Armed with this insight, you’re equipped to make precise lifestyle adjustments that can help in reducing your risk and fostering better health outcomes.

The components of our Nutrition and Lifestyle DNA test can be split into 3 categories:


The ability of our bodies to absorb, breakdown and effectively utilise the nutrients in our food is heavily influenced by our genetics. The most obvious examples of this are the wide range of deficiencies that people may experience.

Estimates suggest that 20% of the UK population suffers from vitamin D deficiency4, while 6% face a deficiency in vitamin B125. These, along with other deficiencies can be influenced by your genetics. For example, the gene CYP2R1 is involved in the activation of Vitamin D, allowing it to carry out its functions like regulating calcium and phosphorus, supporting the immune system, and helping cell growth and division6. While harbouring a mutation in the CYP2R1 gene may increase your risk of developing a vitamin D deficiency, however, it does not guarantee it.

By identifying variations in genes related to dietary deficiencies, you can get an insight into which deficiencies you may be prone to, allowing you to take the necessary steps to offset your predisposition.

The Nutrition and Lifestyle DNA test also looks at your propensity for:

world health day - diet & nutrition

Gluten Intolerence / Coeliac Disease

Lactose Intolerence

Vitamin A & C Deficiency

Folate, Magnesium & Calcium Deficiency.

Omega 3 & 6 Benefits

Response To Fasting.

Health & Wellbeing

Athletic Performance

It’s no secret that what you eat affects your athletic performance. However, like  in the other areas we’ve mentioned, your performance is also affected by your genetics. The Nutrition and Lifestyle DNA test includes analysis of genes related to muscle mass, composition and recovery giving you the information you need to optimise your training plan to help you yield the best results.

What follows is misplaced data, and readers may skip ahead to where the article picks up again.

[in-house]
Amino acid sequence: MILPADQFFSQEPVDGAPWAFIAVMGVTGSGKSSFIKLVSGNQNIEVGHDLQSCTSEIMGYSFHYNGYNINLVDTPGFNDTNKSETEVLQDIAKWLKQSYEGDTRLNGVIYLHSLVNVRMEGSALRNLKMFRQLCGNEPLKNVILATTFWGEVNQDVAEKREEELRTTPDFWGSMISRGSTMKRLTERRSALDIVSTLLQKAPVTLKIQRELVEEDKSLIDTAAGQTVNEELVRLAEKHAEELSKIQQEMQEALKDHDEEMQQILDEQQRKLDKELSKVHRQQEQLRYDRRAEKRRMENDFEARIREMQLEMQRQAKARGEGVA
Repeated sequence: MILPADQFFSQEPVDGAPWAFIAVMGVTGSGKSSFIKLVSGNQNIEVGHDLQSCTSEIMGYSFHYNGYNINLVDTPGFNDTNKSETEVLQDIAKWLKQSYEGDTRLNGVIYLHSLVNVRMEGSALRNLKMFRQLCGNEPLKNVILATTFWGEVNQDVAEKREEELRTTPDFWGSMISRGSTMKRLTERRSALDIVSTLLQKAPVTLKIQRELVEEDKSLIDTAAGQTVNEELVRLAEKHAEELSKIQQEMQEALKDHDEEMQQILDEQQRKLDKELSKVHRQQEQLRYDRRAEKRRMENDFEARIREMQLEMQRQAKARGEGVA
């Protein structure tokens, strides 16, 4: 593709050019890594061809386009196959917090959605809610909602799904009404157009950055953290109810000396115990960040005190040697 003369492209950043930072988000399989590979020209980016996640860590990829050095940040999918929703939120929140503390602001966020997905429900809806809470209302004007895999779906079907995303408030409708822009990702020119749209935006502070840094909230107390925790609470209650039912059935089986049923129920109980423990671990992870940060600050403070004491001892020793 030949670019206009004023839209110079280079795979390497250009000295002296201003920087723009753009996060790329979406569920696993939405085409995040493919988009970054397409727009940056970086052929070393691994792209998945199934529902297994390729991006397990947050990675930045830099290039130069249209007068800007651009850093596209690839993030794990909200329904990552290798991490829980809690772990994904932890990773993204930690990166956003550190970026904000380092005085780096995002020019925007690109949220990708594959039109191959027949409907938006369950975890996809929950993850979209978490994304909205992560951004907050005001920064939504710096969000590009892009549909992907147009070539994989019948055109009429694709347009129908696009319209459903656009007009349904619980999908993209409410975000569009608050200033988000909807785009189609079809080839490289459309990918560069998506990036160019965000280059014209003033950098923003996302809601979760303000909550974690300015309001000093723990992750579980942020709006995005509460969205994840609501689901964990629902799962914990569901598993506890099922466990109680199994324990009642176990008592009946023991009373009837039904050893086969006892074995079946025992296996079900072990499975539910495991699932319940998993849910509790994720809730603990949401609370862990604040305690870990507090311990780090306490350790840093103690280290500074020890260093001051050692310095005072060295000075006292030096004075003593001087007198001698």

We also investigate genetic variants related to injury risk, allowing us to give you an insight into your risk of musculoskeletal injuries such as ACL injuries, Achilles tendinopathy and tennis elbow. For example, if you’re found to be at high risk, you can take injury prevention precautions such as resistance or flexibility training and ensure your intake of essential nutrients like iron, vitamin C and protein is optimal to assist with collagen synthesis to maintain healthy ligaments.

world health day - excercise

Isn’t Genetic Information difficult to understand?

Testing and analysing all this genetic information can be complex. After all, we test for quite a lot. But this doesn’t mean it has to be difficult for you to comprehend.

We’ve spent a lot of time designing our reports to make them as straightforward as possible.

In your personalised DNA analysis, you’ll get the name of the gene analysed, the variant name or unique ‘rs’ number associated with the variant you have, and the 2 letter base pair of your variant (e.g. A/A).

Genes consist of nucleotides, also known as bases, specifically adenine (A), cytosine (C), thymine (T), and guanine (G). Everyone inherits two copies of every gene, one from each parent. Your base pair result reveals the two specific bases of interest within the tested gene, showing the genetic information passed down to you.

To make understanding your report even easier, we include a result scale to illustrate where your genetic information places your risk compared to other variants. Finally, we provide a detailed description of your result including what your result is, what it means, and what the implications for your health may be.

Sign Me Up!

Booking is easy. All you have to do is visit the Nutrition and Lifestyle DNA page and book an appointment at one of our 22 convenient clinics nationwide. During your appointment we’ll take a simple blood sample and explain everything to you. You’ll get your results and detailed report 4-6 weeks later. You can then use this information to determine what habits you need to kick, and which lifestyle changes you should implement to help you be the very best version of you.

To truly celebrate World Health Day, we’re slashing £75 off our Everyman | Everywoman, Discovery & Everyathlete Plus services that include DNA Nutrition & Lifestyle from 7th-30th April when using code WHD24.

Soon, we’ll also be offering this test from the comfort of your house, so watch this space.

For more information on this, or any of our other tests, don’t hesitate to get in touch with our through our socials, or by filling in our contact form here. Happy World Health Day!